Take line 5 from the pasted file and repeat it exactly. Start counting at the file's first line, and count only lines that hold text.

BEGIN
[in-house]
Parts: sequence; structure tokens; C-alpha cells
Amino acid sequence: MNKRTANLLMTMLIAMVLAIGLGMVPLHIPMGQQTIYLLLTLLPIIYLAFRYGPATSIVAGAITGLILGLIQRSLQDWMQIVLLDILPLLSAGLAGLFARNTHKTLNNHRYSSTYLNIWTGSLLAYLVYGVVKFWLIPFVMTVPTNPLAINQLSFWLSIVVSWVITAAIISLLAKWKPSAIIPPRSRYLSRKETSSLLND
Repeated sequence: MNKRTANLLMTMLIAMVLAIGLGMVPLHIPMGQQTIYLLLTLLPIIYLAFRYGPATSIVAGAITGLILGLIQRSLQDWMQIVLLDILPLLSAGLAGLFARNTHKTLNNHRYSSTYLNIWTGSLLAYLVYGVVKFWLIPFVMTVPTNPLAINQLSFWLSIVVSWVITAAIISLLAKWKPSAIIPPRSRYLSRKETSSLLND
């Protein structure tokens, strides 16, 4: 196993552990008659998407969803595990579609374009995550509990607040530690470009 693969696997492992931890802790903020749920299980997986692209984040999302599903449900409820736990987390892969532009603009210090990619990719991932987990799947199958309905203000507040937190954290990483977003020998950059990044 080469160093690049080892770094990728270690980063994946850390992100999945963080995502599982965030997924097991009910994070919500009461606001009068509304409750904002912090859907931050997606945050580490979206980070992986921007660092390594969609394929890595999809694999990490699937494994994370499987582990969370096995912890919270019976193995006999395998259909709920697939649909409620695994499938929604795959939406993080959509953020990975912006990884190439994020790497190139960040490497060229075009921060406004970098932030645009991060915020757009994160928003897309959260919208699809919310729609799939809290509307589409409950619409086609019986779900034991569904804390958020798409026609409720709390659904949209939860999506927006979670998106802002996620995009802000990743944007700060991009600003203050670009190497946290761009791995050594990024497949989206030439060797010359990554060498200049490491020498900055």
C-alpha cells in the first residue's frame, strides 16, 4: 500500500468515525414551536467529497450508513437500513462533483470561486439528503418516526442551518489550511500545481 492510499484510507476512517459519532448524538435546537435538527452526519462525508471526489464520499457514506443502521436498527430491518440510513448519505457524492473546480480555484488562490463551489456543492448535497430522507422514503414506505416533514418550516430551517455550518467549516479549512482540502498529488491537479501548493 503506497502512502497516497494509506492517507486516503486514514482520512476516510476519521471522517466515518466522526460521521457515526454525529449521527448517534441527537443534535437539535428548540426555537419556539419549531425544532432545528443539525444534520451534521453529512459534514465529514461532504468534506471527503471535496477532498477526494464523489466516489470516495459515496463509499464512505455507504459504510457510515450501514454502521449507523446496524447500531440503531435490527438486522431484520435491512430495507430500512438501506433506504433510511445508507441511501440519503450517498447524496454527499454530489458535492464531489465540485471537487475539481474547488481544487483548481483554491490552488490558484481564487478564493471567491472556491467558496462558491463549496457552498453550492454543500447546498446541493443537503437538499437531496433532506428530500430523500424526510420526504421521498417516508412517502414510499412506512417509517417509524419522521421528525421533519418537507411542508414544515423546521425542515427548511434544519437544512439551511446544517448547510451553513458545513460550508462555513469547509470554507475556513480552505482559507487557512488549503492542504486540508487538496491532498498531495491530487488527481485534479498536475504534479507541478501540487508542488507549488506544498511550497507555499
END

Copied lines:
């Protein structure tokens, strides 16, 4: 196993552990008659998407969803595990579609374009995550509990607040530690470009 693969696997492992931890802790903020749920299980997986692209984040999302599903449900409820736990987390892969532009603009210090990619990719991932987990799947199958309905203000507040937190954290990483977003020998950059990044 080469160093690049080892770094990728270690980063994946850390992100999945963080995502599982965030997924097991009910994070919500009461606001009068509304409750904002912090859907931050997606945050580490979206980070992986921007660092390594969609394929890595999809694999990490699937494994994370499987582990969370096995912890919270019976193995006999395998259909709920697939649909409620695994499938929604795959939406993080959509953020990975912006990884190439994020790497190139960040490497060229075009921060406004970098932030645009991060915020757009994160928003897309959260919208699809919310729609799939809290509307589409409950619409086609019986779900034991569904804390958020798409026609409720709390659904949209939860999506927006979670998106802002996620995009802000990743944007700060991009600003203050670009190497946290761009791995050594990024497949989206030439060797010359990554060498200049490491020498900055």